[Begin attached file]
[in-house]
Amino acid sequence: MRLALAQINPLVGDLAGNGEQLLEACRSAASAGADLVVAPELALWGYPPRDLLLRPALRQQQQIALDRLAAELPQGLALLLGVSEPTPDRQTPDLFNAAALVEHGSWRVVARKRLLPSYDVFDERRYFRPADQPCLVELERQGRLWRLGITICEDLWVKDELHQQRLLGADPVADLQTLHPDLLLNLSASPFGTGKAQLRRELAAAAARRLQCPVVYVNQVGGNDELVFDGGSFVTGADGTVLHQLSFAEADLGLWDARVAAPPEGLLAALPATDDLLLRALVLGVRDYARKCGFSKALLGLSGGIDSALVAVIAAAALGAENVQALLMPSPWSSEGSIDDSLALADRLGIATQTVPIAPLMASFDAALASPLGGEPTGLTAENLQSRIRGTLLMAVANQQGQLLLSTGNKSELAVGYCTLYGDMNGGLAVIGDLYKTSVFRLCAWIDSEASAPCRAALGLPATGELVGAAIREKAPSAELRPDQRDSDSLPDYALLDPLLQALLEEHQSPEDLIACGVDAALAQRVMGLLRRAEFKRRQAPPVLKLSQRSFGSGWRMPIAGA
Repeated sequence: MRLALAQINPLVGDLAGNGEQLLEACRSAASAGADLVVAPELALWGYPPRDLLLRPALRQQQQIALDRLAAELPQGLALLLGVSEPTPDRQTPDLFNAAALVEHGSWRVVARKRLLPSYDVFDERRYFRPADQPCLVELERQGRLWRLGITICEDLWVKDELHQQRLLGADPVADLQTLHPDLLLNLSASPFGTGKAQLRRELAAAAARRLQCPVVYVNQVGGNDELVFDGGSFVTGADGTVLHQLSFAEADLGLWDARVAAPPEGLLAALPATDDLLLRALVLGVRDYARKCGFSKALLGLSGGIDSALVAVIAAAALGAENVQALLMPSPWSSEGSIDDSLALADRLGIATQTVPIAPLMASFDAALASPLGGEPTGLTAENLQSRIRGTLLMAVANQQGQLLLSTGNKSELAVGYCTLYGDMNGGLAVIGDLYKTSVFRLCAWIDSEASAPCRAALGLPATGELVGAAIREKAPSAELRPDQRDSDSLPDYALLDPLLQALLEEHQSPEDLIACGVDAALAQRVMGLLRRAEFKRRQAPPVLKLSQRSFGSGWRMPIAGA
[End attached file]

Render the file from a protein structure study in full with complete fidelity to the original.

[in-house]
Amino acid sequence: MRLALAQINPLVGDLAGNGEQLLEACRSAASAGADLVVAPELALWGYPPRDLLLRPALRQQQQIALDRLAAELPQGLALLLGVSEPTPDRQTPDLFNAAALVEHGSWRVVARKRLLPSYDVFDERRYFRPADQPCLVELERQGRLWRLGITICEDLWVKDELHQQRLLGADPVADLQTLHPDLLLNLSASPFGTGKAQLRRELAAAAARRLQCPVVYVNQVGGNDELVFDGGSFVTGADGTVLHQLSFAEADLGLWDARVAAPPEGLLAALPATDDLLLRALVLGVRDYARKCGFSKALLGLSGGIDSALVAVIAAAALGAENVQALLMPSPWSSEGSIDDSLALADRLGIATQTVPIAPLMASFDAALASPLGGEPTGLTAENLQSRIRGTLLMAVANQQGQLLLSTGNKSELAVGYCTLYGDMNGGLAVIGDLYKTSVFRLCAWIDSEASAPCRAALGLPATGELVGAAIREKAPSAELRPDQRDSDSLPDYALLDPLLQALLEEHQSPEDLIACGVDAALAQRVMGLLRRAEFKRRQAPPVLKLSQRSFGSGWRMPIAGA
Repeated sequence: MRLALAQINPLVGDLAGNGEQLLEACRSAASAGADLVVAPELALWGYPPRDLLLRPALRQQQQIALDRLAAELPQGLALLLGVSEPTPDRQTPDLFNAAALVEHGSWRVVARKRLLPSYDVFDERRYFRPADQPCLVELERQGRLWRLGITICEDLWVKDELHQQRLLGADPVADLQTLHPDLLLNLSASPFGTGKAQLRRELAAAAARRLQCPVVYVNQVGGNDELVFDGGSFVTGADGTVLHQLSFAEADLGLWDARVAAPPEGLLAALPATDDLLLRALVLGVRDYARKCGFSKALLGLSGGIDSALVAVIAAAALGAENVQALLMPSPWSSEGSIDDSLALADRLGIATQTVPIAPLMASFDAALASPLGGEPTGLTAENLQSRIRGTLLMAVANQQGQLLLSTGNKSELAVGYCTLYGDMNGGLAVIGDLYKTSVFRLCAWIDSEASAPCRAALGLPATGELVGAAIREKAPSAELRPDQRDSDSLPDYALLDPLLQALLEEHQSPEDLIACGVDAALAQRVMGLLRRAEFKRRQAPPVLKLSQRSFGSGWRMPIAGA